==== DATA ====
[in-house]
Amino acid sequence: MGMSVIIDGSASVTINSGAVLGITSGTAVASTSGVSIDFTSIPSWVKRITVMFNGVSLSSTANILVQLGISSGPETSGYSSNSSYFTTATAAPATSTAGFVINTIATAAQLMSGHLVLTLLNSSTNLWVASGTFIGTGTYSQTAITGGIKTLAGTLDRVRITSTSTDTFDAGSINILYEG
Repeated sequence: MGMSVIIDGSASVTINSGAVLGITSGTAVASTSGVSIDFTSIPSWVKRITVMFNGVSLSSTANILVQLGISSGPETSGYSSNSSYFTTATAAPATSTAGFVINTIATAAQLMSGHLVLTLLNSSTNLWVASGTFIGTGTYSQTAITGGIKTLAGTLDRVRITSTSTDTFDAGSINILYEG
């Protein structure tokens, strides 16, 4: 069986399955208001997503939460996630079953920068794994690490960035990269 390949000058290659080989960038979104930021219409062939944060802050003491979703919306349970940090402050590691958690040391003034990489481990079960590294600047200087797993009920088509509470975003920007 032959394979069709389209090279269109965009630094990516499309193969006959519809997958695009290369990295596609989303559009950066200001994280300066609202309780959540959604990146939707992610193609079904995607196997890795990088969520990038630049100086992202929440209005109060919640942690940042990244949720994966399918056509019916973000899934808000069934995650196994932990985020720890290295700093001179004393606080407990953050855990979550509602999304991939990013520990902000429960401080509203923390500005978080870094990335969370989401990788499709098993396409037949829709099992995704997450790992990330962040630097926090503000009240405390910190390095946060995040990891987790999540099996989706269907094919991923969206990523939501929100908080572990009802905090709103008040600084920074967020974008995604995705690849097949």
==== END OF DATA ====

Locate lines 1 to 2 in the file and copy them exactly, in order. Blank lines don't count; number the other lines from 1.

[in-house]
Amino acid sequence: MGMSVIIDGSASVTINSGAVLGITSGTAVASTSGVSIDFTSIPSWVKRITVMFNGVSLSSTANILVQLGISSGPETSGYSSNSSYFTTATAAPATSTAGFVINTIATAAQLMSGHLVLTLLNSSTNLWVASGTFIGTGTYSQTAITGGIKTLAGTLDRVRITSTSTDTFDAGSINILYEG